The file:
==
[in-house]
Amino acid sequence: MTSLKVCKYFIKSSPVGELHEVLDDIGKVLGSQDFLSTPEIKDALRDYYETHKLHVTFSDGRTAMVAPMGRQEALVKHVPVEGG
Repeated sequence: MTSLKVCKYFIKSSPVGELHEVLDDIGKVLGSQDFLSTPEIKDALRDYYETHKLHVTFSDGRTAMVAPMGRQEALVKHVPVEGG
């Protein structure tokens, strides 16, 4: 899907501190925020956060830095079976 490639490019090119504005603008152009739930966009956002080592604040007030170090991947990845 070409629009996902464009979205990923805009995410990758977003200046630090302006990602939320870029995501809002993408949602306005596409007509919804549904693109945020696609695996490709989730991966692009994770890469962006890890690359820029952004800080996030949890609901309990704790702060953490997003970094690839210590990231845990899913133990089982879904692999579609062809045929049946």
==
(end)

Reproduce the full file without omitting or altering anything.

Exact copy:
[in-house]
Amino acid sequence: MTSLKVCKYFIKSSPVGELHEVLDDIGKVLGSQDFLSTPEIKDALRDYYETHKLHVTFSDGRTAMVAPMGRQEALVKHVPVEGG
Repeated sequence: MTSLKVCKYFIKSSPVGELHEVLDDIGKVLGSQDFLSTPEIKDALRDYYETHKLHVTFSDGRTAMVAPMGRQEALVKHVPVEGG
């Protein structure tokens, strides 16, 4: 899907501190925020956060830095079976 490639490019090119504005603008152009739930966009956002080592604040007030170090991947990845 070409629009996902464009979205990923805009995410990758977003200046630090302006990602939320870029995501809002993408949602306005596409007509919804549904693109945020696609695996490709989730991966692009994770890469962006890890690359820029952004800080996030949890609901309990704790702060953490997003970094690839210590990231845990899913133990089982879904692999579609062809045929049946």